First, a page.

Pandemic: Hot Zone North America Is A Very Timely New Board Game

pandemic hot zone north america board gameImage: Z-Man Games

Boy, talk about bad (or very good) timing.

Pandemic: Hot Zone - North America is the newest game in the long-running Pandemic series, a range of best-selling classics that have been entertaining people around the world for years.

This latest entry was shown at Toy Fair in February, obviously commenced development a long time before that (in March 2019), and has thus been planned for release for over a year.

Then, you know, in between the game being designed and hitting shelves, all this happened.

Board Games Are Having A Bad Time

As we’re only now starting to see in video games, with The Last Of Us 2 being the most high profile casualty (so far), global Covid-19 lockdowns are wreaking absolute havoc on the ability of companies to make and sell games. But if you think it’s bad for video games, spare a thought for anyone involved in board games.

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In all my time on this job, I’ve never received an email from PR quite like the one I got from publishers Z-Man games about Hot Zone, asking me if I was comfortable covering the game, and acknowledging that, uh, holy shit, the game’s subject matter was suddenly and genuinely sensitive.

Knowing the game’s development pipeline and history I of course agreed to take a look, mostly because Pandemic is great, but partly because I’m just in absolute awe at the timing involved and wanted to see how close this game was cutting to COVID-19's bone.

The original Pandemic was inspired by the 2003 SARS outbreak, and based itself—like so much popular culture has over the last 30 years—on the idea that when faced with dangerous, invisible enemies the nations of the world would work together to help eradicate viruses and find a cure.

And so it’s almost tragic playing a game based on that same broad concept in 2020, now that we have an actual pandemic to compare it to, when nations we would expect to be showing global leadership—particularly the United States—have so badly bungled their response in almost every way.

Aaaaaaaaanyway, that’s enough about Hotzone’s unfortunate timing and subject matter, let’s move onto the game itself. The whole point of Hotzone is that it’s a shorter, smaller version of Pandemic, one that can be played in only 20-30 minutes and, crucially given my current lockdown situation, with young kids aged 8+. If you’ve played Ticket to Ride New York or London, you’ll be familiar with the brief: this is exactly the same game as its bigger sibling, there’s just less of it.

Which has both its benefits and its issues.

The benefits are pretty up-front. Pandemic is one of the best board games of the last 15 years, and while this is smaller and faster, it’s still at its heart the same game. Hotzone has been shrunk not by taking whole parts out of the game, or streamlining complicated rules, but simply by trimming numbers. There are less characters to choose from and less diseases to cure, but everything about them works exactly the same.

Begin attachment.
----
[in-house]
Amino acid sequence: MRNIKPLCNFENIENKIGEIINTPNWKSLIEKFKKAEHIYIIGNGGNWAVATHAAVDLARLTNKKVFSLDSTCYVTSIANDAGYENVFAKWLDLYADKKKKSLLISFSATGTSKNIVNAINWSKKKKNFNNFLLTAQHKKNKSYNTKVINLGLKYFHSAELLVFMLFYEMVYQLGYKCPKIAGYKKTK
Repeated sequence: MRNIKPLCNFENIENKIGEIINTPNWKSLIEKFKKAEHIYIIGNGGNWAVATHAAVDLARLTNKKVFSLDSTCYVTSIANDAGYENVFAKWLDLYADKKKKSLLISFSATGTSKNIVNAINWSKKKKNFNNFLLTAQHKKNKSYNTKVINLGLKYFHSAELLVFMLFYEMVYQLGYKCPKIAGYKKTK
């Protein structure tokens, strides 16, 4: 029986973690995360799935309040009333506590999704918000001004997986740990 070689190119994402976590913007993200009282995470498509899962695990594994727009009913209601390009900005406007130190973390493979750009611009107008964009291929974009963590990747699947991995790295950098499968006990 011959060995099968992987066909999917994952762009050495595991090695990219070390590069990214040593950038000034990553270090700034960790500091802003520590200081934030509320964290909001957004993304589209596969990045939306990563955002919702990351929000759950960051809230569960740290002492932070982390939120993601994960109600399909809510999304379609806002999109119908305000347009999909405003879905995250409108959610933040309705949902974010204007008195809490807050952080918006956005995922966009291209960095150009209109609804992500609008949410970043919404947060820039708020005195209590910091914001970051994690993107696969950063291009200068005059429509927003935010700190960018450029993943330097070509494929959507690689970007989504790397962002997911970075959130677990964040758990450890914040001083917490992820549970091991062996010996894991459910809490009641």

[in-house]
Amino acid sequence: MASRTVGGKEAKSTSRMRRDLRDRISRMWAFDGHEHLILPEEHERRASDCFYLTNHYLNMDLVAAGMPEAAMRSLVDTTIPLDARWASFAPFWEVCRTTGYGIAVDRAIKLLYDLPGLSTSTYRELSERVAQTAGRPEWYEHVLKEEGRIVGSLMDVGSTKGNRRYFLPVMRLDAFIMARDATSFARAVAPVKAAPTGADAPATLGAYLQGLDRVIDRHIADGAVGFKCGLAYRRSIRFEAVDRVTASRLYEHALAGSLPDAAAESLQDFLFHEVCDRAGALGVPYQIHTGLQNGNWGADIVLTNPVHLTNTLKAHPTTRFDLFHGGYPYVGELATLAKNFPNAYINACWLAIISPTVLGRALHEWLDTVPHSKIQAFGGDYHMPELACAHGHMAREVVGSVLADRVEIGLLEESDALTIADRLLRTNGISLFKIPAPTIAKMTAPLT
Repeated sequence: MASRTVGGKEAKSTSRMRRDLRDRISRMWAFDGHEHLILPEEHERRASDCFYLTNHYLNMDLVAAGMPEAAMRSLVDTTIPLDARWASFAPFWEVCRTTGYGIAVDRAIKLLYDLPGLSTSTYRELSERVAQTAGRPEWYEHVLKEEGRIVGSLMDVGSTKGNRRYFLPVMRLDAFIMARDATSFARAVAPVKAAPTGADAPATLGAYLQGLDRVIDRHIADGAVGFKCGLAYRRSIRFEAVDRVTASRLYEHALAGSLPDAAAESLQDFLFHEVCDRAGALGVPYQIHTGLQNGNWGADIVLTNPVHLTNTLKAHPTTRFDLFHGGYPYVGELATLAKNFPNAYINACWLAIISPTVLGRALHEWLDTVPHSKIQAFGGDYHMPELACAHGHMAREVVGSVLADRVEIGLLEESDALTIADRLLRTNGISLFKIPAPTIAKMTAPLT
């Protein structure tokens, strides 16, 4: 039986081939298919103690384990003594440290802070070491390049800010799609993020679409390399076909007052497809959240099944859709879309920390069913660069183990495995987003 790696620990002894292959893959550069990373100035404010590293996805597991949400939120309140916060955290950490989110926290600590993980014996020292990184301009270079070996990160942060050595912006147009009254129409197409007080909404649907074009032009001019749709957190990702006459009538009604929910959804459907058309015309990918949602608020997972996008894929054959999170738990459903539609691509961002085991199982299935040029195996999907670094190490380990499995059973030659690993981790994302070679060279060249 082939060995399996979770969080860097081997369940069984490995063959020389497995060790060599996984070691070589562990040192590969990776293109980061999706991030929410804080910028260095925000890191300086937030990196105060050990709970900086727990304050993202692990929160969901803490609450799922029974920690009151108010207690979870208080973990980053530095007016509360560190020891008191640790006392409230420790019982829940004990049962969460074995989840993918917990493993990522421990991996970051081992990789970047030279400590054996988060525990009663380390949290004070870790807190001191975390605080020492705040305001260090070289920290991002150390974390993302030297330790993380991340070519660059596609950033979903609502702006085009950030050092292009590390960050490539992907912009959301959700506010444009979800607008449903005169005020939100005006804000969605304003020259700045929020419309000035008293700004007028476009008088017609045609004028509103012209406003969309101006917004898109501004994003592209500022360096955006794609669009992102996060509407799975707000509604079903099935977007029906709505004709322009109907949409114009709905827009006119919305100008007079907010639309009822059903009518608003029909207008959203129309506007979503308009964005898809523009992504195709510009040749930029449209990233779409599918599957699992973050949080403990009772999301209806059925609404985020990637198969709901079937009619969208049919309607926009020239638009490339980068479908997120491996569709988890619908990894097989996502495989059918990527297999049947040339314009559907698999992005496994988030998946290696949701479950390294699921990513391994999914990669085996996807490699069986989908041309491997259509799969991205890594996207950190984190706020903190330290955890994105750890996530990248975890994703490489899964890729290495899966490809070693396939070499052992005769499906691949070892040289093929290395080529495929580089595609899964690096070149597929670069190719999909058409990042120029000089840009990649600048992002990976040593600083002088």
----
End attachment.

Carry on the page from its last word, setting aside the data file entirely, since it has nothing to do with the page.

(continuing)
Well, almost. There are a few changes made to accommodate this slimmer design. You can now no longer completely eradicate a disease; even if you cure it and wipe it off the map it can still come back, because you only need to find three cures to win the game this time and that would make it too easy. Buildable research centres are also gone, as you can now only cure a disease at the CDC in Atlanta.

This means that playing Hotzone is pretty much identical to playing bigger Pandemic games, as you travel around North America eliminating outbreaks, researching cures, trading location cards with colleagues and trying to cure diseases before they get out of hand (and you lose the game).

And so the experience and emotions are the same too. Hotzone is tense, and cruel, and you’ll often lose in heart-breaking fashion, but those victories you do manage feel amazing. Pandemic’s core moment-to-moment feeling, that you’re rushing around the map in a co-operative race against time, is still very much present.

That’s an amazing achievement, but it also pigeonholes the game. If it’s the same experience as bigger versions, only it takes less time and is easier to explain, why not ... just play the bigger versions? Sure this is a smaller, quicker Pandemic, but it’s still something you need to sit down with and get all the bits out for, so in some ways I actually think Hotzone’s brevity actually undermines it a little.

It felt less like a standalone game and more like a demo. Which, for publishers Z-Man, is likely the whole point of this. The full version of Pandemic is a proper, modern board game, and I guess for some people that can be intimidating, and trying to convince non-gaming friends and family to spend over an hour with something like that could be hard. With Hotzone, though, everything is smaller and quicker, so there’s less obstacles to getting them playing, and once they’ve played Hotzone, maybe they’ll want to move onto bigger Pandemic games.

Which if that’s your specific scenario—and I’ll be honest, it’s almost exactly mine, since I’d never have got my seven-year-old or my wife to play Pandemic otherwise—then this is perfect. For most other scenarios where you’d want to play a Pandemic game, though, maybe look at the full versions instead. 

Pandemic: Hot Zone – North America


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